A root end surgery or apicoectomy is a complex procedure that involves microsurgery on a tooth that requires nerve removal. During the surgery, the end of the tooth’s root will be eliminated and a filling will be applied. The procedure is performed with anesthesia and a dental surgeon is required for a successful surgery. The surgery is recommended only in some cases and not all patients are candidates for the root end surgery.
The root end surgery is typically performed on patients that have gone through a failed root canal therapy and this procedure cannot be repeated. The apicoectomy should save the tooth from extraction. However, not all patients that have undergone an unsuccessful root canal therapy are candidates for the surgery. The surgery involves anesthesia, which cannot be applied in patients with heart disease, liver damage or severe allergic reactions to anesthesia.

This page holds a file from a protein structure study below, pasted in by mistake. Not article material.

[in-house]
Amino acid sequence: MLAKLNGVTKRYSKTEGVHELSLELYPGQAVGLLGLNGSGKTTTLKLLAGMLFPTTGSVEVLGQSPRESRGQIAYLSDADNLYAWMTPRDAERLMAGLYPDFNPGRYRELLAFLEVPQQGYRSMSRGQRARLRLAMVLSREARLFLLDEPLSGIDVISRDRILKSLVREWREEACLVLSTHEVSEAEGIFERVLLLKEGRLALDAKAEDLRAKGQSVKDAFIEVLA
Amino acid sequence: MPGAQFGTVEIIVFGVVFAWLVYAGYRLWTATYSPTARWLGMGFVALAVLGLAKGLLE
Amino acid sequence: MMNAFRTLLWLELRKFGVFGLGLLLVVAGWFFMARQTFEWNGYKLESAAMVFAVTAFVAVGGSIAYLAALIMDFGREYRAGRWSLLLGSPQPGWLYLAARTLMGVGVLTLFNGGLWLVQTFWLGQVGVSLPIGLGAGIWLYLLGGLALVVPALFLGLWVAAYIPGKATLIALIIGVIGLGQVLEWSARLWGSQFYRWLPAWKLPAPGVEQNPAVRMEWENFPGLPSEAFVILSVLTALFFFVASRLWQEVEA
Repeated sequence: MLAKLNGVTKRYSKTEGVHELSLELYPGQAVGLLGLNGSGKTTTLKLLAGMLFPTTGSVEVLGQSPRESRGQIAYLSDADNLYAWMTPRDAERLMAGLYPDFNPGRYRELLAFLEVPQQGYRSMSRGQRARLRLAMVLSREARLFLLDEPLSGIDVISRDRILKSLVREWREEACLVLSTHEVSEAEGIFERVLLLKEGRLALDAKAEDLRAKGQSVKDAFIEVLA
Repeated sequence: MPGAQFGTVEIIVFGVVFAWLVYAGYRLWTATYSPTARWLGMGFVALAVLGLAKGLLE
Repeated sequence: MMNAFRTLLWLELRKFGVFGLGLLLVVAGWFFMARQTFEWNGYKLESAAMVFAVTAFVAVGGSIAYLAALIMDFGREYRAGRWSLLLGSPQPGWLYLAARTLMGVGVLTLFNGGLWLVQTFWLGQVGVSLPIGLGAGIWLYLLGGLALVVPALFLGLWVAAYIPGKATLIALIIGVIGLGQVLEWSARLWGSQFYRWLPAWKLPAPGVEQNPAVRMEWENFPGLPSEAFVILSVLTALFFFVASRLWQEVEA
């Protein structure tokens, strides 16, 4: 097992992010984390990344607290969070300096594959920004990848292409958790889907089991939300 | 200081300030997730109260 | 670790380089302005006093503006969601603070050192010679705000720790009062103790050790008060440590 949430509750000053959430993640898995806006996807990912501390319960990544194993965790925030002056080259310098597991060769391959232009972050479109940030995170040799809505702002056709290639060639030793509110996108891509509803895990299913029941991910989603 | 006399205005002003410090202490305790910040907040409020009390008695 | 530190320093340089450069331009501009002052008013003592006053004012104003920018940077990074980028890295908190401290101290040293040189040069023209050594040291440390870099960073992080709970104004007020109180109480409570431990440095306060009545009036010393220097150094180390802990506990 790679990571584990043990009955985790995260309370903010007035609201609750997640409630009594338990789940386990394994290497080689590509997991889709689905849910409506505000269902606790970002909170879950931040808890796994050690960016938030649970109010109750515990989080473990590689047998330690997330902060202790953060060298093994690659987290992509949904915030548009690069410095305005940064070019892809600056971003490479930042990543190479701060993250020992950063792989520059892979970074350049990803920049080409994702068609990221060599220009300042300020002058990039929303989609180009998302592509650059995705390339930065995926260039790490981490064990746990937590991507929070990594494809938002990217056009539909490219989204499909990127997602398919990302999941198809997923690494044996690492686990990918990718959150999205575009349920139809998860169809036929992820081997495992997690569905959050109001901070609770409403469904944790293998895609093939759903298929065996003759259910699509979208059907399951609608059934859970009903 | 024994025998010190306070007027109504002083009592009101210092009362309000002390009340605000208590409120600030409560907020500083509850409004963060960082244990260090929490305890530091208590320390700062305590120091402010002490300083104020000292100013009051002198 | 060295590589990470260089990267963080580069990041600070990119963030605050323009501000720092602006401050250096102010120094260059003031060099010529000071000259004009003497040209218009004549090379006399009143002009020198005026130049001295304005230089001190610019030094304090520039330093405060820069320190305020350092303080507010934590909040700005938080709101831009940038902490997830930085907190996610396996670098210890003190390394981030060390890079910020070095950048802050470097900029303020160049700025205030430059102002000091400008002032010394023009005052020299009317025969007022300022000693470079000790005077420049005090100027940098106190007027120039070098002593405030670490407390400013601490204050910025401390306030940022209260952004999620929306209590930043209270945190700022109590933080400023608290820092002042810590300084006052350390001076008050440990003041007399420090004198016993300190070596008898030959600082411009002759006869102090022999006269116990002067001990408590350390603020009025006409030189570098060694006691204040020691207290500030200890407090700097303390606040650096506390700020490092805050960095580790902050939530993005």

The surgery can be applied in healthy patients that are over 16 and under 70. The surgery may also be applied in younger or older patients, but the dental surgeon should establish if the surgery is recommended.
Who Shouldn't Receive Surgery
The surgery may be problematic for patients with the following conditions:
- Immune system diseases
- Pregnant women
In some cases, the tooth cannot be saved and extraction will be the only remaining solution, as the apicoectomy may not help.